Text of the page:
Why? Because a great onboarding process sets the tone for an even better work experience and lets new employees know their time is valuable. The type of experience you provide new employees during their first days and weeks has a tremendous impact on long-term retention.  However, with only 12 percent of employees strongly agreeing that their organization does a great job at onboarding new workers, there’s certainly room for improvement. Paperless forms, e-learning, and goal-oriented performance software are just some of the digital solutions that can help to streamline this crucial HR process.

Professional growth and development opportunities also play a major role in increasing employee engagement and retention. This is especially true among Millennials, who now make up the largest generation in the U.S. workforce. When organizations digitize tedious HR practices, such as logging in expenses and paid time off (PTO), both new and former employees gain back additional time to dive into career development programs and other assignments.

Furthermore, data from digital training programs assists HR with allocating resources and helps them to better understand where employees are looking to improve their skills. By identifying these trends and patterns, HR can adjust offerings in accordance with employees’ needs and interests, in an effort to decrease turnover and build on recruitment efforts.

Employee Engagement and Company Culture

A digital-first approach can provide contextual guidance in real time to help employees reduce time-to-competence when learning to use a new software platform. Pop-up prompts and navigation assistance remedy frustration associated with navigating an unfamiliar interface and ensures productivity remains high throughout the learning period, keeping employees happy and engaged.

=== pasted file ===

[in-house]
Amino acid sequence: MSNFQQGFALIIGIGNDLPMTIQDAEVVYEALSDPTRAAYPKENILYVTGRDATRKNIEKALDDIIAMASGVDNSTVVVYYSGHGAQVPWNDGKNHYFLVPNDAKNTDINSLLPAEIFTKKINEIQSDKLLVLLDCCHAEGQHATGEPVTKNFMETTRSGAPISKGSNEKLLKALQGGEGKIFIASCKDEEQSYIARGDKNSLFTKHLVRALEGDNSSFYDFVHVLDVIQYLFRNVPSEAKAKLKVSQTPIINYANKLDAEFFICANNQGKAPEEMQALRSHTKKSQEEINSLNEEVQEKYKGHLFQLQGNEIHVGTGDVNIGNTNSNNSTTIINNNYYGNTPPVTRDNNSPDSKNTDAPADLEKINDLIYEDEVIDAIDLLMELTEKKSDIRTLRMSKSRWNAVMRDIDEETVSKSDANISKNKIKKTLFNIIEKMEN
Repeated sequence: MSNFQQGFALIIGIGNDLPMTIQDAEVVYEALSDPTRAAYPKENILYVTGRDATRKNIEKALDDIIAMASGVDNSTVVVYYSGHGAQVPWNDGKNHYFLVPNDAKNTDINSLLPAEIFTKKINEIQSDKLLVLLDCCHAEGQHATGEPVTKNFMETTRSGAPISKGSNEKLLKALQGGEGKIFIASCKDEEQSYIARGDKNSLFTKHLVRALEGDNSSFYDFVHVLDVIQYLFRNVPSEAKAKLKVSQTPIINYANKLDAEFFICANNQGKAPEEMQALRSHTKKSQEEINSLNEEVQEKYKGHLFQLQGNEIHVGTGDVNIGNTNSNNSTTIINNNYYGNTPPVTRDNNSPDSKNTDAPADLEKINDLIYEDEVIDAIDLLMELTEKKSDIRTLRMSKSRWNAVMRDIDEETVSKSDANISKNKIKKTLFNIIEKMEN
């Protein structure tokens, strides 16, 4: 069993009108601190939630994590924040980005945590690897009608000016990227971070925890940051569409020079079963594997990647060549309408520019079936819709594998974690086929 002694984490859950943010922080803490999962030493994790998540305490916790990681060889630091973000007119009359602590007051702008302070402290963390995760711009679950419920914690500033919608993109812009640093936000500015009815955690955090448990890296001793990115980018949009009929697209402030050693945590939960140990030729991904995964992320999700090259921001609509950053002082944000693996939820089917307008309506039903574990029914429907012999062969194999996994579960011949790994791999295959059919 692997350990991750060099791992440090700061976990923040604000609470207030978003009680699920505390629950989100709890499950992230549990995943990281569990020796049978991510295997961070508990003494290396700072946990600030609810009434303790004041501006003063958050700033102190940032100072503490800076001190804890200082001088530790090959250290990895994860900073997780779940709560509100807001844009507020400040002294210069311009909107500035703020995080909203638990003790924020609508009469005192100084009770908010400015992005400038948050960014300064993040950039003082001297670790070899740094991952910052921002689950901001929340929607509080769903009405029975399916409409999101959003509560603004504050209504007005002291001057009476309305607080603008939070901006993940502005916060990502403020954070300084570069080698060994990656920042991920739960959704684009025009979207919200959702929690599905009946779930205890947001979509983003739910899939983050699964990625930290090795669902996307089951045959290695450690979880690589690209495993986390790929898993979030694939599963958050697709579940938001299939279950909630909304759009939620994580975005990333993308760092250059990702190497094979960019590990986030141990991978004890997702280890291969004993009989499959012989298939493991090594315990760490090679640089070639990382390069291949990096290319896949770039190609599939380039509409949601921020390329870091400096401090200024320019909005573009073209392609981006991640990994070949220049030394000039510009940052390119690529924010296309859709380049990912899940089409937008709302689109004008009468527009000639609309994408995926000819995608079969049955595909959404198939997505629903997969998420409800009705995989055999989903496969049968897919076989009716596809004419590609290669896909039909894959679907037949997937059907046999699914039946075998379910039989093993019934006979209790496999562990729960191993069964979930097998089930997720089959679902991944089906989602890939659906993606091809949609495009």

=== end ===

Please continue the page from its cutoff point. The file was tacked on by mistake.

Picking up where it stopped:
A culture that cares about the well-being of its employees—not by just offering competitive benefits—but by utilizing digital tools to streamline HR and admin processes can assure employees that their quality of life is valued within their organization. In fact, more than half of the employees surveyed for Glassdoor’s Mission and Culture survey said that company culture is more important to work satisfaction than salary. By taking action, HR professionals can ensure access to services that can increase morale and drive employees to be more motivated and engaged in their jobs.

In the quickly-evolving workplace, attracting, retaining, and building a culture for top-notch talent depends on digital-first implementation. In my role at WalkMe, I’ve seen firsthand that technology has redefined expectations regarding how employees work. It will be up to the workforce and HR leaders to fully embrace the changes.

Dan Adika is CEO and co-founder of WalkMe, the Enterprise Class Guidance and Engagement Platform). WalkMe uses its step-by-step walkthrough technology to bridge the skills gap for today’s workers. Since its founding in 2011, WalkMe has established itself as a leader in digital adoption, with $217.5 million in funding and 2,000 customers, including more than 30 percent of the Fortune 500, 40 percent of the Fortune 100, and 60 percent of the Fortune 10. Acquisitions in mobile, analytics, and artificial intelligence in the last three years include

DeepUI, Jaco, and and Abb.io.